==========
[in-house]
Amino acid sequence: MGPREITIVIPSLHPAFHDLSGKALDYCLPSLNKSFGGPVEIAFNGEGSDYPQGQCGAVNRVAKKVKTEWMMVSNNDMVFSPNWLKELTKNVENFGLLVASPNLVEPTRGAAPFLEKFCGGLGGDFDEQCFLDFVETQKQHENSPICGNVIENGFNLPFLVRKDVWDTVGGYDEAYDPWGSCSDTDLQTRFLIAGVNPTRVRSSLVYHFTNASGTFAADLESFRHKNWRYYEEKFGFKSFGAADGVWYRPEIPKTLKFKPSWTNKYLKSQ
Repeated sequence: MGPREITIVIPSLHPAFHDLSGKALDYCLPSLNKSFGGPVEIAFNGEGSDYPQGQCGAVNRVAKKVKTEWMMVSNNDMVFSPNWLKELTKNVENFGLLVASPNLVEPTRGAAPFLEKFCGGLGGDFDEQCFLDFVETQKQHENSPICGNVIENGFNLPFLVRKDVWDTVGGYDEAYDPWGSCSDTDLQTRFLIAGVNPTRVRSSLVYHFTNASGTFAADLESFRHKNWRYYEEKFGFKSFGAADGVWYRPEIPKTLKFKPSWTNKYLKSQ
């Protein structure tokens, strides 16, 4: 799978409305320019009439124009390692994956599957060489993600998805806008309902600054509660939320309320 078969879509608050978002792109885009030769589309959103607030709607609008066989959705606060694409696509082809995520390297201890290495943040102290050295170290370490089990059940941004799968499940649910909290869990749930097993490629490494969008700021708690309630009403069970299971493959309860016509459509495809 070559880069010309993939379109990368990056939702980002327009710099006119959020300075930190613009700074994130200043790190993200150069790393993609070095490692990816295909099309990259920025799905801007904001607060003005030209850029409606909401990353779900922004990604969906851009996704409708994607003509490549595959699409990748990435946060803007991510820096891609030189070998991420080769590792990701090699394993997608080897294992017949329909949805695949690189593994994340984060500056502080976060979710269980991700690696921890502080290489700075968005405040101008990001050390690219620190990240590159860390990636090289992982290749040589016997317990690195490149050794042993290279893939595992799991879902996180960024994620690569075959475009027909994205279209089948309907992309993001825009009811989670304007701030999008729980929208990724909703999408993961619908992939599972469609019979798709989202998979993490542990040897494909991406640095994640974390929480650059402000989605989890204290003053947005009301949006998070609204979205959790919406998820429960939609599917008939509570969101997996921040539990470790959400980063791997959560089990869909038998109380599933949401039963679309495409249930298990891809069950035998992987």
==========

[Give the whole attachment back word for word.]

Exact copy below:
[in-house]
Amino acid sequence: MGPREITIVIPSLHPAFHDLSGKALDYCLPSLNKSFGGPVEIAFNGEGSDYPQGQCGAVNRVAKKVKTEWMMVSNNDMVFSPNWLKELTKNVENFGLLVASPNLVEPTRGAAPFLEKFCGGLGGDFDEQCFLDFVETQKQHENSPICGNVIENGFNLPFLVRKDVWDTVGGYDEAYDPWGSCSDTDLQTRFLIAGVNPTRVRSSLVYHFTNASGTFAADLESFRHKNWRYYEEKFGFKSFGAADGVWYRPEIPKTLKFKPSWTNKYLKSQ
Repeated sequence: MGPREITIVIPSLHPAFHDLSGKALDYCLPSLNKSFGGPVEIAFNGEGSDYPQGQCGAVNRVAKKVKTEWMMVSNNDMVFSPNWLKELTKNVENFGLLVASPNLVEPTRGAAPFLEKFCGGLGGDFDEQCFLDFVETQKQHENSPICGNVIENGFNLPFLVRKDVWDTVGGYDEAYDPWGSCSDTDLQTRFLIAGVNPTRVRSSLVYHFTNASGTFAADLESFRHKNWRYYEEKFGFKSFGAADGVWYRPEIPKTLKFKPSWTNKYLKSQ
């Protein structure tokens, strides 16, 4: 799978409305320019009439124009390692994956599957060489993600998805806008309902600054509660939320309320 078969879509608050978002792109885009030769589309959103607030709607609008066989959705606060694409696509082809995520390297201890290495943040102290050295170290370490089990059940941004799968499940649910909290869990749930097993490629490494969008700021708690309630009403069970299971493959309860016509459509495809 070559880069010309993939379109990368990056939702980002327009710099006119959020300075930190613009700074994130200043790190993200150069790393993609070095490692990816295909099309990259920025799905801007904001607060003005030209850029409606909401990353779900922004990604969906851009996704409708994607003509490549595959699409990748990435946060803007991510820096891609030189070998991420080769590792990701090699394993997608080897294992017949329909949805695949690189593994994340984060500056502080976060979710269980991700690696921890502080290489700075968005405040101008990001050390690219620190990240590159860390990636090289992982290749040589016997317990690195490149050794042993290279893939595992799991879902996180960024994620690569075959475009027909994205279209089948309907992309993001825009009811989670304007701030999008729980929208990724909703999408993961619908992939599972469609019979798709989202998979993490542990040897494909991406640095994640974390929480650059402000989605989890204290003053947005009301949006998070609204979205959790919406998820429960939609599917008939509570969101997996921040539990470790959400980063791997959560089990869909038998109380599933949401039963679309495409249930298990891809069950035998992987």